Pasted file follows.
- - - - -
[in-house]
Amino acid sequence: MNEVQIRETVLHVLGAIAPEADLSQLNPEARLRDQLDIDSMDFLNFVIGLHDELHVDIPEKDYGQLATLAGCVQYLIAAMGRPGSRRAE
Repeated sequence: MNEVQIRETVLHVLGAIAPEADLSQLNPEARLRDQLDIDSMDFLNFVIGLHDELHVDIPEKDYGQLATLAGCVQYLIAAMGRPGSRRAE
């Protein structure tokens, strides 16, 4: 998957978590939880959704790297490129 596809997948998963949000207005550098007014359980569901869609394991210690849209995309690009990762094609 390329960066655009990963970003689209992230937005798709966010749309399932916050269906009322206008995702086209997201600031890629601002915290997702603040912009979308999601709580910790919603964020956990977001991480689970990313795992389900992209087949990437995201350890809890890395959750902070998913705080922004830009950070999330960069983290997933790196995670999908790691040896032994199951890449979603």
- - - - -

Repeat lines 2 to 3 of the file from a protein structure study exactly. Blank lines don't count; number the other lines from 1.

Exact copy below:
Amino acid sequence: MNEVQIRETVLHVLGAIAPEADLSQLNPEARLRDQLDIDSMDFLNFVIGLHDELHVDIPEKDYGQLATLAGCVQYLIAAMGRPGSRRAE
Repeated sequence: MNEVQIRETVLHVLGAIAPEADLSQLNPEARLRDQLDIDSMDFLNFVIGLHDELHVDIPEKDYGQLATLAGCVQYLIAAMGRPGSRRAE